Just One Quilt: Alice’s Story

Watch Alice’s story here

I met Alice when our sons started primary school together about 10 years ago, and it seemed a funny coincidence that we both caught the quilting bug whilst living in Canada. We don’t manage to catch up so often but Alice has very kindly proof-read patterns for me in the past, and always has insightful words about why we make things and why it matters.

Teaching people to sew, and putting on exhibitions of their work, has taught me that even those who would not consider themselves as artistic are able to make a quilt and display it for others to admire. Even if they need a little encouragement to do so. I believe that makes quilting much more accessible than drawing and painting, and is one of the reasons why it is such a rewarding skill to share. It is not cheating to follow a pattern, or work within limitations. The end product is still a personal expression of taste, formed with your own hands and the start of a creative journey which could lead in so many interesting directions. Making can be ordered and systematic, as easily as it can be freestyle and improvised. If you love a rule, there are plenty to learn in this industry, but you don’t have to abide by any of them if you don’t want to!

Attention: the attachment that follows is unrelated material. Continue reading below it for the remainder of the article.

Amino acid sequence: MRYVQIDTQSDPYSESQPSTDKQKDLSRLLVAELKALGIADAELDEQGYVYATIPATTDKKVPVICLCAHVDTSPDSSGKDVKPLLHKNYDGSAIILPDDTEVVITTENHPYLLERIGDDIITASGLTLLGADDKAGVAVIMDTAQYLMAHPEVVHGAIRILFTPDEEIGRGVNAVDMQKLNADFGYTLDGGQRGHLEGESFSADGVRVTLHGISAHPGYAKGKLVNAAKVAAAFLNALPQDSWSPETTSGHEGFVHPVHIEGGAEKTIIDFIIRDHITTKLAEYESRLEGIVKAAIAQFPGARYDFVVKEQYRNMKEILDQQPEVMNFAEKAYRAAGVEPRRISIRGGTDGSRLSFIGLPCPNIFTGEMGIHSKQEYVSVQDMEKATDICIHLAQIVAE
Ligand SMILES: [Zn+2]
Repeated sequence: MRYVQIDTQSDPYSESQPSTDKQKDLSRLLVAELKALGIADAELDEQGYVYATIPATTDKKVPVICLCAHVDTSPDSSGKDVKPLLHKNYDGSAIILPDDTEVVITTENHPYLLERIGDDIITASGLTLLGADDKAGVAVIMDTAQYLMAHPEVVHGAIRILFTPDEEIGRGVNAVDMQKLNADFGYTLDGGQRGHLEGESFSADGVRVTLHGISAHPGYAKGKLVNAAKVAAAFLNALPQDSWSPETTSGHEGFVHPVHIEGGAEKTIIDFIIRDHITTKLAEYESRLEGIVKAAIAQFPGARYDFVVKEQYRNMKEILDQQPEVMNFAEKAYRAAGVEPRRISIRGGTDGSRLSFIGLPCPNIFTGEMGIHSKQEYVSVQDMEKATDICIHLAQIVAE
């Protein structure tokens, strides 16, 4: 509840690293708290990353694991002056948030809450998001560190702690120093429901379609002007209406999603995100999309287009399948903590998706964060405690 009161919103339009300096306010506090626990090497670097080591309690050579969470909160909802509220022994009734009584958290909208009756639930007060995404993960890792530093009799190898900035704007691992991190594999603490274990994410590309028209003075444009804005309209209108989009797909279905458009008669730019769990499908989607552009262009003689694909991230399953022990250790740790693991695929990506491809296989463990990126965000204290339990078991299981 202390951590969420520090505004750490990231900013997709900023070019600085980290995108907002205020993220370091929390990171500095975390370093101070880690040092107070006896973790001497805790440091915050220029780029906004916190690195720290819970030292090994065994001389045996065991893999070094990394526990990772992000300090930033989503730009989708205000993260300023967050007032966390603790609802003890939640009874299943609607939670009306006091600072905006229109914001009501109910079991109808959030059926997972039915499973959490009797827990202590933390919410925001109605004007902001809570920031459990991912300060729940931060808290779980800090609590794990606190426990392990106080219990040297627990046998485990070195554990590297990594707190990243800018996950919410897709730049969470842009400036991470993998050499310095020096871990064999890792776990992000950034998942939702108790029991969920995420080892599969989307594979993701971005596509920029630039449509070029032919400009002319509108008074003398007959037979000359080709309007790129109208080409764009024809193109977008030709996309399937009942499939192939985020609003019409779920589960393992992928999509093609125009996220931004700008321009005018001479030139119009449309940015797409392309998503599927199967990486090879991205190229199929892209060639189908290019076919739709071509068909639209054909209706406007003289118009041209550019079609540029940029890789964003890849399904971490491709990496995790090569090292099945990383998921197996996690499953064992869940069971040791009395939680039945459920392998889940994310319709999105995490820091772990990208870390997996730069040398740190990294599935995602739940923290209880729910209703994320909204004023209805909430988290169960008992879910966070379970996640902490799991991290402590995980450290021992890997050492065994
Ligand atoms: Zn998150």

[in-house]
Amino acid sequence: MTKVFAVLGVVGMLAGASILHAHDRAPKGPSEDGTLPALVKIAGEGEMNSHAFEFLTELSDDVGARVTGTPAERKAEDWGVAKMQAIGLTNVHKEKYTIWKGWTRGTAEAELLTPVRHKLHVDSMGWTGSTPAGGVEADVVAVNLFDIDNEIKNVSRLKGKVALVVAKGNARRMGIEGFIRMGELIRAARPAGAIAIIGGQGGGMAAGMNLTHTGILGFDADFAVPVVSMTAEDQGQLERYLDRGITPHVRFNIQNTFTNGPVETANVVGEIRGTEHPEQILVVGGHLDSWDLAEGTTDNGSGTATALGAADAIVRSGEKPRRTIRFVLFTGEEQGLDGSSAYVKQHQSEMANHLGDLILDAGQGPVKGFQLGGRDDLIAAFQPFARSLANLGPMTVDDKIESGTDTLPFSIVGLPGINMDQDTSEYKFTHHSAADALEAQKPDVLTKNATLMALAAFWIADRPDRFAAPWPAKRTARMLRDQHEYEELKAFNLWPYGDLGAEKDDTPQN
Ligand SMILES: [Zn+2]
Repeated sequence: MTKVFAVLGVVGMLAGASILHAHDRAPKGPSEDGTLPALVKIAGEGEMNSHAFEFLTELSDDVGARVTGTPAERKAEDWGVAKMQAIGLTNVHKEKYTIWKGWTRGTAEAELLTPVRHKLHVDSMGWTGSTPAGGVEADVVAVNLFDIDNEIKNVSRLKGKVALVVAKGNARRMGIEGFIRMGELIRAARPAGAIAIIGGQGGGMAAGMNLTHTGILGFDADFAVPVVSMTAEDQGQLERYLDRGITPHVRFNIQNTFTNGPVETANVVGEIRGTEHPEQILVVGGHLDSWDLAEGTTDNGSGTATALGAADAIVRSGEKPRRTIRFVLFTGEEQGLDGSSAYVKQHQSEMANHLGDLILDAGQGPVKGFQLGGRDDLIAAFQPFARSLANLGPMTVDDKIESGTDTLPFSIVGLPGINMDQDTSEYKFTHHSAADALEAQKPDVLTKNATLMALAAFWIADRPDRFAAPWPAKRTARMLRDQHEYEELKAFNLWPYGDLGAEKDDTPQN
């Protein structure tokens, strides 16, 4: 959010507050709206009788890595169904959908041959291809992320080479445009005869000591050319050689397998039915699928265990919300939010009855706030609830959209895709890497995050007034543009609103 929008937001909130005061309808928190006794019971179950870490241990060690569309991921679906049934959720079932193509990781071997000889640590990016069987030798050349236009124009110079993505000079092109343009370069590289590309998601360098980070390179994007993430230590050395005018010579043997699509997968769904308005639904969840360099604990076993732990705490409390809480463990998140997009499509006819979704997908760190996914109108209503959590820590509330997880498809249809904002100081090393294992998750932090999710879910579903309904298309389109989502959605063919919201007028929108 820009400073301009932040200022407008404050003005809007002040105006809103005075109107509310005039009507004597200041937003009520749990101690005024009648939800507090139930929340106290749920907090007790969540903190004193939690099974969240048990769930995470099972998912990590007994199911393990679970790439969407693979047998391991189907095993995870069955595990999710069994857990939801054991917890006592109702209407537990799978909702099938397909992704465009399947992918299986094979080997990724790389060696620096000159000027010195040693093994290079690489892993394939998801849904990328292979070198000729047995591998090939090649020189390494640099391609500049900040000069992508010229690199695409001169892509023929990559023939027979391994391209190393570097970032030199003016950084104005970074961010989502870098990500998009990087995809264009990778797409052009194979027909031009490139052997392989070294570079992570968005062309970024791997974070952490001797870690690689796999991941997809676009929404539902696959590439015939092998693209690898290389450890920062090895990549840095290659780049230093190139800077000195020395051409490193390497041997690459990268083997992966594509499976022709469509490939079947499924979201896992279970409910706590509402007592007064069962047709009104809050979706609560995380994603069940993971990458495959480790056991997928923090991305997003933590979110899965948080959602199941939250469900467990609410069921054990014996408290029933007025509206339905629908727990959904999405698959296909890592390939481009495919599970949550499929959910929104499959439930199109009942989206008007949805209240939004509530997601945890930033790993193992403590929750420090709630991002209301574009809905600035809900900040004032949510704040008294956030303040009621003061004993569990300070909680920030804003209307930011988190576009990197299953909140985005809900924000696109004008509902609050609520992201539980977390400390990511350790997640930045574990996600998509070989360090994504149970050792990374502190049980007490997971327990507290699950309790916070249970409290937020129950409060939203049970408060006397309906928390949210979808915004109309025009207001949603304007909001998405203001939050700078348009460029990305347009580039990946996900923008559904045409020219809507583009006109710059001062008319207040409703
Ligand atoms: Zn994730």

Alice has less emotional attachment to the finished object, because it is the making process that really fills her with enjoyment. I think this sentiment is true for many. We all know people who are delighted to gift their quilts to others and then move onto the next project with another lucky recipient in mind.

I quilt to stay curious. Sewing keeps me calm and I love Alice’s idea that she wouldn’t be exposing her whole self to what the world has to offer if quilting wasn’t part of her life.

The pattern for this quilt is called Heart Crazies.

I would love to know what you think.

Happy weekend!

Jenni

Comments

  1. Holly J Hudson says:

    I make quilts to give to others. Others include newborn babies, my family, my grandsons, to women’s shelters, to fire or policemen & women, and to those in need I will never meet. Only two of my quilts are on our bed. I am far from accurate, love off-the-wall combinations and take classes whenever possible. Also, I rescued wounded quilts, those that are hidden in antique stalls with rips or stains, not finished or just a quilt top. Recently, I have started following UK Quilters on InstaGram, you’ all are amazing. I thank my dear husband who I met at age 15 for being so very generous. It’s a great life. Holly almost 63 in Virginia, USA

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